Bp955, A.K.A. “Ti-Croche”
Year of birth
It hook-shaped dorsal fin is strongly curved toward the rear. However, it is the resemblance of Bp955’s dorsal fin with that of the late Capitaine Crochet that earned it the nickname “Ti-Croche”.
The shape of it dorsal fin reminds us of Capitaine Crochet (Bp050), whose death in 2013 represented a great loss. Thanks to a photo-ID follow-up, researchers were able to conclude in May 2018 that Capitaine Crochet is indeed the mother of Ti-Croche. A particularly clear photo of Ti-Croche taken by a GREMM collaborator on May 27, 2018 made it possible to compare it chevron to that of the calf accompanying Capitaine Crochet in a photo taken in 2009. Interestingly, Capitaine Crochet was always one of the first fin whales to arrive in the season. Ti-Croche seems to continue this trend.
In 2016, Bp955, a.k.a. Ti-Croche, had not yet reached it full adult size.
On October 5 2020, Véronique Lesage, scientific researcher at the Maurice Lamontagne Institute of Fisheries and Oceans Canada, and her team managed to tag this well known individual in the Saguenay-St. Lawrence Marine Park. And until January 13, the scientist tracked the astonishing voyage of Ti-Croche, a journey that took this individual from the Estuary to the Bahamas via Bermuda, before returning to Nova Scotia. “This is the first time we ever followed a fin whale this long in the fall and winter,” she exclaims. To read the whole story, click on this article.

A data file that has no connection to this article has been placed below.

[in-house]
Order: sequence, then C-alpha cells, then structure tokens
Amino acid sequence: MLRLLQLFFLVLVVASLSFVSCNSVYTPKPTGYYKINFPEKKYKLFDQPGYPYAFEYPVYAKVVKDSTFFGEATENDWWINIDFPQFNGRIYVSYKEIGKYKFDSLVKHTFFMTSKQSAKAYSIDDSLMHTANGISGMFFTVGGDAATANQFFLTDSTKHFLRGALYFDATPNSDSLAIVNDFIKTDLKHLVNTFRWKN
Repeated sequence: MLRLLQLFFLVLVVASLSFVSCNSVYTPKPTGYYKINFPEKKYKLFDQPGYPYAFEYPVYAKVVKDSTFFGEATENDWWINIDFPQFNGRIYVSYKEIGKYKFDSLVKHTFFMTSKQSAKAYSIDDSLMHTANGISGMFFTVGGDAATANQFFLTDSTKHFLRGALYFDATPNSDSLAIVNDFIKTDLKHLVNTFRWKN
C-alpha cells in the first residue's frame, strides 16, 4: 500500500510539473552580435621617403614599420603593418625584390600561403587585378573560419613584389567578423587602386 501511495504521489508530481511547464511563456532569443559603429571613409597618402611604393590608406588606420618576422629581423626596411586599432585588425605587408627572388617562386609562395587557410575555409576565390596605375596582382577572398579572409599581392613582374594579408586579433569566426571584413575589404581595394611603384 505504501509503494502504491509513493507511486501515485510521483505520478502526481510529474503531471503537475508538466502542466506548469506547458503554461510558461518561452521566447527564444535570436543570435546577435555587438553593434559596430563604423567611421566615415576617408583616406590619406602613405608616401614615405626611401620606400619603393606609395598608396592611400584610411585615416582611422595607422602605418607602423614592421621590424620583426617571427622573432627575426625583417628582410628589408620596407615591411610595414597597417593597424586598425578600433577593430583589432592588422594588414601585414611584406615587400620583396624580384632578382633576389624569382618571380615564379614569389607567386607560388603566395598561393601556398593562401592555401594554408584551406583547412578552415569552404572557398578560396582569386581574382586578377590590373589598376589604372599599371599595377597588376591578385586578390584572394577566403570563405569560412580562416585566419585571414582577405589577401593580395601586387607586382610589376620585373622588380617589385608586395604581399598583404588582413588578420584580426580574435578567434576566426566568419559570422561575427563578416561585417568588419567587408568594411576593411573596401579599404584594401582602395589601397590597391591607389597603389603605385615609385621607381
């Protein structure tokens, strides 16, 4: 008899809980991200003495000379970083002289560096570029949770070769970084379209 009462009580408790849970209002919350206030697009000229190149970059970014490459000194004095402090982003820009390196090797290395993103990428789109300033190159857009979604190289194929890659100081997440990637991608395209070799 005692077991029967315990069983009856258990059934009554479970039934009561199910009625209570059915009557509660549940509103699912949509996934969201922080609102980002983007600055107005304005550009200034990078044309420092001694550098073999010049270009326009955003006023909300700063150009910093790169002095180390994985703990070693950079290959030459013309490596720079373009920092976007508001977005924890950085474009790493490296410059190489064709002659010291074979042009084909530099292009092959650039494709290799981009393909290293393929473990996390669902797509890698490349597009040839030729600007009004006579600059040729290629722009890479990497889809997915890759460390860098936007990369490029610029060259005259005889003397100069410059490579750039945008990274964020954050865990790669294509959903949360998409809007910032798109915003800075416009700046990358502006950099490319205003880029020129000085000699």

Observations history in the Estuary
Years in which the animal was not observed Years in which the animal was observed
Extraits des publications Portrait de baleine
Last summer, an unknown fin whale made a noteworthy entrance into the Estuary. Its hook-shaped dorsal fin sparked a wave of general hope amongst captains and naturalists in the region. This particular physical attribute evoked the great disappearance of 2013: that of Capitaine Crochet (Bp050). In no time, the new visitor came to be called “Ti-Croche”, especially since this newcomer had not yet quite reached its adult size. But is Bp955 (its identification number) really the offspring of the late Capitaine Crochet?
The alleged death of the famous fin whale Capitaine Crochet had caused quite a stir both within the Marine Park’s whale-watching community as well as amongst researchers and the general public. As readers might recall, this female had been spotted emaciated and dragging a crab trap, and attempts to rescue her failed to produce the desired results; Capitaine Crochet left the Marine Park, never to return.
In fact, there is only one technique that can be used to obtain reliable genetic data for identifying kinship: biopsies. A sample of a few milligrams of skin and fat is taken using a dart and then analyzed in the lab, where the DNA is extracted. Therefore, in the absence of a biopsy, we are unable to confirm (or infirm!) that Bp955 is the calf of Capitaine Crochet!